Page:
Five years after the establishment of the ecclesiastical mission of Bauan, a giant cross made of anubing, a local hardwood was found in a dingin (a place of worship) near the town of Alitagtag that was said to have protected people of Bauan from pestilence, locusts, droughts, volcanic eruptions, and Moro raids. Based on a document found in the Bauan Cathedral Archives in 1790, Castro y Amoedo stated that the cross was made in 1595 from a very strong post of a demolished house and erected in the village of Alitagtag to drive away a plague of ghosts. The cross was described as 2.5 meters in height with a 1-meter crosspiece. It featured a golden sun embossed with a human face with radiating rays where the arms intersect (shades of anito worship). The cross was also said to walk around the village (perhaps while driving away the ghosts) and that water gushed from one of its arms.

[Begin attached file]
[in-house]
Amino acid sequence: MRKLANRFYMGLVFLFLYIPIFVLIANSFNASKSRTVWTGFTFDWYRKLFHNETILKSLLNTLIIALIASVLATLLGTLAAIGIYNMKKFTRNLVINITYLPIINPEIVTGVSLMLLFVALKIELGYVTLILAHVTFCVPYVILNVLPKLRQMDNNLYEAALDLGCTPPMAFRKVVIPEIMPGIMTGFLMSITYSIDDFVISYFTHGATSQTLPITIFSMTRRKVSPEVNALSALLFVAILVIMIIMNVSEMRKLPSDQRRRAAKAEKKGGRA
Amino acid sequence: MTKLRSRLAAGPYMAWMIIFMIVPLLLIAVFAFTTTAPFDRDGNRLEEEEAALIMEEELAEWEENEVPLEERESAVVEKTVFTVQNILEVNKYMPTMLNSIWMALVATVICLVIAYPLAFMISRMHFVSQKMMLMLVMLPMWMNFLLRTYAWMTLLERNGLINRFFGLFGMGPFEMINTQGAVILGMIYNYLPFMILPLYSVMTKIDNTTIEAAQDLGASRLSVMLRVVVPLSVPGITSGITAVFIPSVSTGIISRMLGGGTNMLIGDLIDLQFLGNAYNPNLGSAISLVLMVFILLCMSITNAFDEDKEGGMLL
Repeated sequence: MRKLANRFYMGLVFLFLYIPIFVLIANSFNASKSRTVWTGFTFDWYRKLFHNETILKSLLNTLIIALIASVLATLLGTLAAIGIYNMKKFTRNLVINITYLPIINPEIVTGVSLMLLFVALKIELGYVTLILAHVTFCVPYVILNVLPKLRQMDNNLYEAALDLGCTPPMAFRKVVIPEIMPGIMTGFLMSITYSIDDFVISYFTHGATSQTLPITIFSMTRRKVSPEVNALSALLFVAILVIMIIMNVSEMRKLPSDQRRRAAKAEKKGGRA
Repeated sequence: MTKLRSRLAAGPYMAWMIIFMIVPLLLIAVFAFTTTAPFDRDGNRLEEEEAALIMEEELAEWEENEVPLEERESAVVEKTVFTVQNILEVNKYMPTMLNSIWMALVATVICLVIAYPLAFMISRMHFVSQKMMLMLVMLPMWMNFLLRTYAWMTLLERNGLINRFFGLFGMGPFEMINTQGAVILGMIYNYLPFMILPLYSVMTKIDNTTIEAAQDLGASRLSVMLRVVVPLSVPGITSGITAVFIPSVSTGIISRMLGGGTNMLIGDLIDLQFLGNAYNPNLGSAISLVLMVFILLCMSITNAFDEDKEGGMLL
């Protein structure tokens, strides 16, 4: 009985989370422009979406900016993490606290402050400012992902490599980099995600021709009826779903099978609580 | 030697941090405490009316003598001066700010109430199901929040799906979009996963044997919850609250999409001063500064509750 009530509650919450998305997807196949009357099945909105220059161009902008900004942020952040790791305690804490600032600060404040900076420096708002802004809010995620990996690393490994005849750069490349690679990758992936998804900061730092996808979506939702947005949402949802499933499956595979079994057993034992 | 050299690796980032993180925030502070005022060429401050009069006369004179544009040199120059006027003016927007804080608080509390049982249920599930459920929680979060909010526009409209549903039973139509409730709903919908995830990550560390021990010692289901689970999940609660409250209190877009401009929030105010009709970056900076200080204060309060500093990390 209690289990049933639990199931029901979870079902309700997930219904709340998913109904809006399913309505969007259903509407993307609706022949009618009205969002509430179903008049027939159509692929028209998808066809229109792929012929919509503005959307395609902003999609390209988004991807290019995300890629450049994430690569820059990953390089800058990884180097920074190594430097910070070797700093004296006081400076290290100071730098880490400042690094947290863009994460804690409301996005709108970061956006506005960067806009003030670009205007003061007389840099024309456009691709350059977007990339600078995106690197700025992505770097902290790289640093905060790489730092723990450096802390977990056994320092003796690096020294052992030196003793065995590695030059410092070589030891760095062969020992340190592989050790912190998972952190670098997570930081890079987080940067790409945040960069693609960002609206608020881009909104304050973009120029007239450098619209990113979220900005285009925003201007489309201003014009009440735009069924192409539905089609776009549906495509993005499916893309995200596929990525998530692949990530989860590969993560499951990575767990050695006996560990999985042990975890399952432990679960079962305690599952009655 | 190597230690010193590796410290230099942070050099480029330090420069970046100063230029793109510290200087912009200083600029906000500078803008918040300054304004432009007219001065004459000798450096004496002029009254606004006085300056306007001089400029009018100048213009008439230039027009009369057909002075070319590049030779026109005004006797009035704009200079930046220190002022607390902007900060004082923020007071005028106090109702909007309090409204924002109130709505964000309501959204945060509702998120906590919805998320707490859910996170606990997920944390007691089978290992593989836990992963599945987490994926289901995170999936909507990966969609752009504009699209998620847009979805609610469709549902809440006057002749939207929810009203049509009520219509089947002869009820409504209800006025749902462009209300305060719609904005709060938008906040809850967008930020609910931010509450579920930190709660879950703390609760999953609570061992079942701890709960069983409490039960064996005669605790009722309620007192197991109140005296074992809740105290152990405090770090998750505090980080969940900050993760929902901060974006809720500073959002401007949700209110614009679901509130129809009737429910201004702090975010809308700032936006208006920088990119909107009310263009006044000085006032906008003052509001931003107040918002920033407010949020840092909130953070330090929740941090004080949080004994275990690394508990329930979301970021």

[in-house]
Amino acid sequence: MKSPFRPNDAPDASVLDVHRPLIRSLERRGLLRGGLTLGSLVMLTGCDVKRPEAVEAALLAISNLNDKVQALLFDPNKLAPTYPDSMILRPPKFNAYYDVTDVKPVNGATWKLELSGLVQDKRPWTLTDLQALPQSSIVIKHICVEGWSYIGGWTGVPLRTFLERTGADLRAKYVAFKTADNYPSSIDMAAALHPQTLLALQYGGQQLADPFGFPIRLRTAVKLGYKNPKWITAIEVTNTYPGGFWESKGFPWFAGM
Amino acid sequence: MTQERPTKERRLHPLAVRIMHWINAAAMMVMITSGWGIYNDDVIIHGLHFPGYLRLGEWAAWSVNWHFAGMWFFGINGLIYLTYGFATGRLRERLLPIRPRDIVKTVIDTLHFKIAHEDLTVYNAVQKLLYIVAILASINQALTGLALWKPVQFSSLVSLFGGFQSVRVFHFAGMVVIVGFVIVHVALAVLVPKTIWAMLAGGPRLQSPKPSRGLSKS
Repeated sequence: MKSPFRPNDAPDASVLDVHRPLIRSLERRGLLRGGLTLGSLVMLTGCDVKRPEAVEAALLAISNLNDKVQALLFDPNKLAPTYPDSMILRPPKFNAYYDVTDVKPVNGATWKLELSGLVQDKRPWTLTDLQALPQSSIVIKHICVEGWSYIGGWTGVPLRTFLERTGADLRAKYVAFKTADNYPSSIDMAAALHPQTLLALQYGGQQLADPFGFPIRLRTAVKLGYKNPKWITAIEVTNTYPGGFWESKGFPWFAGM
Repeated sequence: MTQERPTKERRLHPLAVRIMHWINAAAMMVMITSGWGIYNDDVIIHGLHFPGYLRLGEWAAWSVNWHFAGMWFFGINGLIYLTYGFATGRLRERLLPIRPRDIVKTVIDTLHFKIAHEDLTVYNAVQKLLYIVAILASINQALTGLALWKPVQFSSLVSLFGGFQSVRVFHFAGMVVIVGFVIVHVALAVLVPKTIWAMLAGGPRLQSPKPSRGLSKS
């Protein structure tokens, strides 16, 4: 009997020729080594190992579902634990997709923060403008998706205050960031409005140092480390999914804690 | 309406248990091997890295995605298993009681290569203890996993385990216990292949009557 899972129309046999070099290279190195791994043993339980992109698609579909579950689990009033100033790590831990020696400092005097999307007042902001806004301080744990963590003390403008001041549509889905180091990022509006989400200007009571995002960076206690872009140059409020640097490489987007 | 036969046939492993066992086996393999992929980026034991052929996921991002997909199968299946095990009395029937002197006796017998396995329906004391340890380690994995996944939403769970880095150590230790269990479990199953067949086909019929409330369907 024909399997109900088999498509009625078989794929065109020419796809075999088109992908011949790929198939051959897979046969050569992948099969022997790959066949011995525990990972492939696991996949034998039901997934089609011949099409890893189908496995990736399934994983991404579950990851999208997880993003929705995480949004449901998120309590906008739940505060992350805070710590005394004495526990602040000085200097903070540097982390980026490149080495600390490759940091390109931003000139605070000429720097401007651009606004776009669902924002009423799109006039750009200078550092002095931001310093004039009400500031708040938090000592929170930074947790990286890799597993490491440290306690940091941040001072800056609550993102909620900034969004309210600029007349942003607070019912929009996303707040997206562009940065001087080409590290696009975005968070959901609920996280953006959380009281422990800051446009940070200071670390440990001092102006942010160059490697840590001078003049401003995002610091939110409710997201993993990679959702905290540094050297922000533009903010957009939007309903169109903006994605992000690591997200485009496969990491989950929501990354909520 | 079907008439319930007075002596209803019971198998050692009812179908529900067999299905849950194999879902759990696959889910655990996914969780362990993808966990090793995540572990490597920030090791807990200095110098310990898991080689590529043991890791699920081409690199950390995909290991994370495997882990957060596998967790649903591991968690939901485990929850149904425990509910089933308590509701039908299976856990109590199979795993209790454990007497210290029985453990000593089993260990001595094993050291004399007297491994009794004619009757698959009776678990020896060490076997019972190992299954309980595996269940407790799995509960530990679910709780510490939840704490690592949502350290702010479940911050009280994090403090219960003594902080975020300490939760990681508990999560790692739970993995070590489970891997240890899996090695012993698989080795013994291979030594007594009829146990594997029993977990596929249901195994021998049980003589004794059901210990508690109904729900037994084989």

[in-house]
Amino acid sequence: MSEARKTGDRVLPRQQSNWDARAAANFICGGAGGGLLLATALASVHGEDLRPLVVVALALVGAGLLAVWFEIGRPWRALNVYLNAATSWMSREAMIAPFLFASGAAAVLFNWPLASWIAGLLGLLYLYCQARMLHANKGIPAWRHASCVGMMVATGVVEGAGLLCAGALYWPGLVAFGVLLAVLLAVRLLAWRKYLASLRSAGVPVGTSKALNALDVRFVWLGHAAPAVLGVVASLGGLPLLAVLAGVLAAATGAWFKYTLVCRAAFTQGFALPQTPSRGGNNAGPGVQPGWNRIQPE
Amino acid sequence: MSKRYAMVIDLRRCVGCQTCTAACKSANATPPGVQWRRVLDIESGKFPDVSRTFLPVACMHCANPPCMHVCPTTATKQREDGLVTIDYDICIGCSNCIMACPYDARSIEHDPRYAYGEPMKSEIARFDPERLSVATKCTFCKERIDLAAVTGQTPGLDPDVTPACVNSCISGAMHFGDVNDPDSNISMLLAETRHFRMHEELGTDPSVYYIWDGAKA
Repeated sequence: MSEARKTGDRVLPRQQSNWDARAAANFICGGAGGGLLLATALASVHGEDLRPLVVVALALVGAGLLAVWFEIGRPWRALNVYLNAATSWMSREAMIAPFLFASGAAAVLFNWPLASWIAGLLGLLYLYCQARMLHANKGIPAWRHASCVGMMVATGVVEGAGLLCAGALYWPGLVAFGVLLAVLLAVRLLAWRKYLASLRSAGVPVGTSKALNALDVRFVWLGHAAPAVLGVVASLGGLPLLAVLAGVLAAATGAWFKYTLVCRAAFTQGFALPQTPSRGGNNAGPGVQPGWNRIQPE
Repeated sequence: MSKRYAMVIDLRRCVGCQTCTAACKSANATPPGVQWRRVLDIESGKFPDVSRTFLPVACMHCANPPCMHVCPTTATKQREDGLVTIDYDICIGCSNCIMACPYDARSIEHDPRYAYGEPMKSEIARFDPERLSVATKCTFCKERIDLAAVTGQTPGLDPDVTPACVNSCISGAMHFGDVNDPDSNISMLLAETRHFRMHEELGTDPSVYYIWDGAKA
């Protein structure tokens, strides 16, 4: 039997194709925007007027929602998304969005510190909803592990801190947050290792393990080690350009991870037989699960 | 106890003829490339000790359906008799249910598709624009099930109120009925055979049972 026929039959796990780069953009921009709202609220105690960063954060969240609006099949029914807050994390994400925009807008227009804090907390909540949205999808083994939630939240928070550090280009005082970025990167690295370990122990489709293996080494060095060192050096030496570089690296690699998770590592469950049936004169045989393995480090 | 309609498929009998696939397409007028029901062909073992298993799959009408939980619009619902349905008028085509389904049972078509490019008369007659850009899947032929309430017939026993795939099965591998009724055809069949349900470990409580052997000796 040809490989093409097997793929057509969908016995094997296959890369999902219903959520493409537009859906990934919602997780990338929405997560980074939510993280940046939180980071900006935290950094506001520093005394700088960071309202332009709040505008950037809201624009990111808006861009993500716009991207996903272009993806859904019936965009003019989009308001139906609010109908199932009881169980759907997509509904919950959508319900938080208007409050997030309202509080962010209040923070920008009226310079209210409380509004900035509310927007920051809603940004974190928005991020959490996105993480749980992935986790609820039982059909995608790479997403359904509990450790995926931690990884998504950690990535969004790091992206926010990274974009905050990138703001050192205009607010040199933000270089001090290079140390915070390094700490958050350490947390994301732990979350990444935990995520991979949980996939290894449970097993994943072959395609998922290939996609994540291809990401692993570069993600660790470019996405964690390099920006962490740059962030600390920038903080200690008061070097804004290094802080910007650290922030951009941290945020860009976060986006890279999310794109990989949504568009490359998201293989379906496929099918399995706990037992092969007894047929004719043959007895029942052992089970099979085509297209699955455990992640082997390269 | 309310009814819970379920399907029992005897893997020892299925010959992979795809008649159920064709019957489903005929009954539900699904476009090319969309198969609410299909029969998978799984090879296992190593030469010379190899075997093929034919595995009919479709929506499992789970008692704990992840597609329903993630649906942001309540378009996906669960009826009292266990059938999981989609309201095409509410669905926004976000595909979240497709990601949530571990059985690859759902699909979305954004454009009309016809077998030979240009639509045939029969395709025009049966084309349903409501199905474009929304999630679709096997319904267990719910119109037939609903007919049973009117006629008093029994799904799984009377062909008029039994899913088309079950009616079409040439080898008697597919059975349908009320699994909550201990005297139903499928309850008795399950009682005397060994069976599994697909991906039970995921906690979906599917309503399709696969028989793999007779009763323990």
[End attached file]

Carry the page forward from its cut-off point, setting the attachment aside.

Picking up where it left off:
The miracles attributed to the cross attracted many devotees and a decision was made to move it to the bigger Bauan parish church. However, one priest tried to bring the cross to his church in the capital town of Taal but was prevented from doing so when "the sky became cloudy, and it began to thunder and emit dreadful lightning bolts". Before its enshrinement in Bauan however, the cross has decreased in size because devotees has chipped away pieces of the cross that were made into miniature replicas and were worn as necklace talismans. A Fr. Manuel de Zamora was also reported to have cut more than 1/3 from the foot of the cross (that were perhaps made into more miniature replicas) and distributed in Manila where a number of miracles were reported. What was left is what is being venerated today in the Bauan church.